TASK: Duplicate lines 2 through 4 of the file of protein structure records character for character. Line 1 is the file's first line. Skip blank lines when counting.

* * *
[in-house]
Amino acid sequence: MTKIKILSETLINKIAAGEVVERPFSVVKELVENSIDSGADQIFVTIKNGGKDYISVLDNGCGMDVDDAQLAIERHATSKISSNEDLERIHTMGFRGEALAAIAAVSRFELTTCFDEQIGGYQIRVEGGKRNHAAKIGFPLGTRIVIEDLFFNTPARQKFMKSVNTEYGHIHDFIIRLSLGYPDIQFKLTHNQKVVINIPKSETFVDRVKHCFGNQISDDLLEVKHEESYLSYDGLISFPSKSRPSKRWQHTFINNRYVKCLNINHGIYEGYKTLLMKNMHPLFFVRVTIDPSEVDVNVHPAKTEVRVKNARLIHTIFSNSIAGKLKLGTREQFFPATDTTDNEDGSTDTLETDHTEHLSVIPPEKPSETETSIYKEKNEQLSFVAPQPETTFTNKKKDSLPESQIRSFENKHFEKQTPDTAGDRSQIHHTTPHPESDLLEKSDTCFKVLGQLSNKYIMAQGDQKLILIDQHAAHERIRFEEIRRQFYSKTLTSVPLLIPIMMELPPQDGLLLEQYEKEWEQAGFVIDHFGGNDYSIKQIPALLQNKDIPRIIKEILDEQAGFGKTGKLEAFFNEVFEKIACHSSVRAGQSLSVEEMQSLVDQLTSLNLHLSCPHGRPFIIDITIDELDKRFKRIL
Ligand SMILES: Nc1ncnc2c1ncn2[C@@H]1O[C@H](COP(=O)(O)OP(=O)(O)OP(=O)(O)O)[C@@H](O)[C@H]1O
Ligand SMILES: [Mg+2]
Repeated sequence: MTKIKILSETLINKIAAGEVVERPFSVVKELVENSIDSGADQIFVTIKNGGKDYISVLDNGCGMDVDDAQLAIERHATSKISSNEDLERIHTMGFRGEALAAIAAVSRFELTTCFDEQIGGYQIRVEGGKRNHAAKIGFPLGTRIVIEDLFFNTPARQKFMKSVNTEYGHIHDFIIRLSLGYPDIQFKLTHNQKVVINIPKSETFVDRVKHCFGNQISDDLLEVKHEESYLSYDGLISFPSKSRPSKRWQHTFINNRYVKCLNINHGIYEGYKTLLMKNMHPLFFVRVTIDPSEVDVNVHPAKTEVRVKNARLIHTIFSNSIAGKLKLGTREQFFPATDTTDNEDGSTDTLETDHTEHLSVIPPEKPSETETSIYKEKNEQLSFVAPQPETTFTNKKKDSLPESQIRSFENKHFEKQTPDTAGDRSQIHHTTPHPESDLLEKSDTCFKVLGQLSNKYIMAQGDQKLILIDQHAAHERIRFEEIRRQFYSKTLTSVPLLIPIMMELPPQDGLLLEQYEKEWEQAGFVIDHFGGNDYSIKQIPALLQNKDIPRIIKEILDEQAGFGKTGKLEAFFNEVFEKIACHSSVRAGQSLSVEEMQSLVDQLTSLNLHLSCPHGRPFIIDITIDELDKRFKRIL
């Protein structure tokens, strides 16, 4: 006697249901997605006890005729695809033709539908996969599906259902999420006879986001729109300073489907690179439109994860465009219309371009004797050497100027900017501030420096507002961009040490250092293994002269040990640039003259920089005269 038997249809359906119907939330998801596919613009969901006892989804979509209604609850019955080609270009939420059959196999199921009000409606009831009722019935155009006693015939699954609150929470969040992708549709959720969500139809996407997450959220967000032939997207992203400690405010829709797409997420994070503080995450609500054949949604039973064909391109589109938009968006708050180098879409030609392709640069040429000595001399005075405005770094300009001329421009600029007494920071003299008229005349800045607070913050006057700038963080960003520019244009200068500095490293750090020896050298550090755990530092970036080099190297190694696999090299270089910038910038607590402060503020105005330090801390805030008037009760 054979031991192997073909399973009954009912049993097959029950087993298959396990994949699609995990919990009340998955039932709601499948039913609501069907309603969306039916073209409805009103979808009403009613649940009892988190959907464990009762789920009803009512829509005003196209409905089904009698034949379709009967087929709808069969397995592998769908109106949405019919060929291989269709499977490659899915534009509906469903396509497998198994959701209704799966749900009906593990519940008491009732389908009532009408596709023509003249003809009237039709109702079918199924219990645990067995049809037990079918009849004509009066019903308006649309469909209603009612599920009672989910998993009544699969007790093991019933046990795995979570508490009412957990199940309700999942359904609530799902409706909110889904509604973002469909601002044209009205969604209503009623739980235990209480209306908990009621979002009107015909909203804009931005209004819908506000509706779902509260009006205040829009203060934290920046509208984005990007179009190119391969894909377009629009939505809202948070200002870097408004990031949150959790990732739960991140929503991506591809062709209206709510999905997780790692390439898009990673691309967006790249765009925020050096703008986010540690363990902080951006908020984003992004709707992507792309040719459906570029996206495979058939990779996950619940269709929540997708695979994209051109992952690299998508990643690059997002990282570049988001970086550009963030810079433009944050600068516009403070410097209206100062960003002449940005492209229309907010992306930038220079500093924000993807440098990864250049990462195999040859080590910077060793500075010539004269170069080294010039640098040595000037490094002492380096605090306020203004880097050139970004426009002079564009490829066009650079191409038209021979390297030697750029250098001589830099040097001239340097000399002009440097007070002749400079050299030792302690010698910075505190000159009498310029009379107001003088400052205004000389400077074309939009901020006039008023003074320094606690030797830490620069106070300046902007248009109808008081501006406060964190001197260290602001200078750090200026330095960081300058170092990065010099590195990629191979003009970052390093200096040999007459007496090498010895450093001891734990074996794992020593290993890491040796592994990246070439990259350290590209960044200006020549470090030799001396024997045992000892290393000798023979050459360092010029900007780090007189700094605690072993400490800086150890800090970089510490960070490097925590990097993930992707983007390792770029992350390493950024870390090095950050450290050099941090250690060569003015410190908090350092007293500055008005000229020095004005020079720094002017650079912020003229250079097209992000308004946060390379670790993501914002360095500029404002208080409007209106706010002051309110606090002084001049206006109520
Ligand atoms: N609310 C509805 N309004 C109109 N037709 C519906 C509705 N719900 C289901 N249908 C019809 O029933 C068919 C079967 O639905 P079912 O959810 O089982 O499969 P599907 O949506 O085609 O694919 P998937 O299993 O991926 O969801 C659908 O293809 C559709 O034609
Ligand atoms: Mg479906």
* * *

Amino acid sequence: MTKIKILSETLINKIAAGEVVERPFSVVKELVENSIDSGADQIFVTIKNGGKDYISVLDNGCGMDVDDAQLAIERHATSKISSNEDLERIHTMGFRGEALAAIAAVSRFELTTCFDEQIGGYQIRVEGGKRNHAAKIGFPLGTRIVIEDLFFNTPARQKFMKSVNTEYGHIHDFIIRLSLGYPDIQFKLTHNQKVVINIPKSETFVDRVKHCFGNQISDDLLEVKHEESYLSYDGLISFPSKSRPSKRWQHTFINNRYVKCLNINHGIYEGYKTLLMKNMHPLFFVRVTIDPSEVDVNVHPAKTEVRVKNARLIHTIFSNSIAGKLKLGTREQFFPATDTTDNEDGSTDTLETDHTEHLSVIPPEKPSETETSIYKEKNEQLSFVAPQPETTFTNKKKDSLPESQIRSFENKHFEKQTPDTAGDRSQIHHTTPHPESDLLEKSDTCFKVLGQLSNKYIMAQGDQKLILIDQHAAHERIRFEEIRRQFYSKTLTSVPLLIPIMMELPPQDGLLLEQYEKEWEQAGFVIDHFGGNDYSIKQIPALLQNKDIPRIIKEILDEQAGFGKTGKLEAFFNEVFEKIACHSSVRAGQSLSVEEMQSLVDQLTSLNLHLSCPHGRPFIIDITIDELDKRFKRIL
Ligand SMILES: Nc1ncnc2c1ncn2[C@@H]1O[C@H](COP(=O)(O)OP(=O)(O)OP(=O)(O)O)[C@@H](O)[C@H]1O
Ligand SMILES: [Mg+2]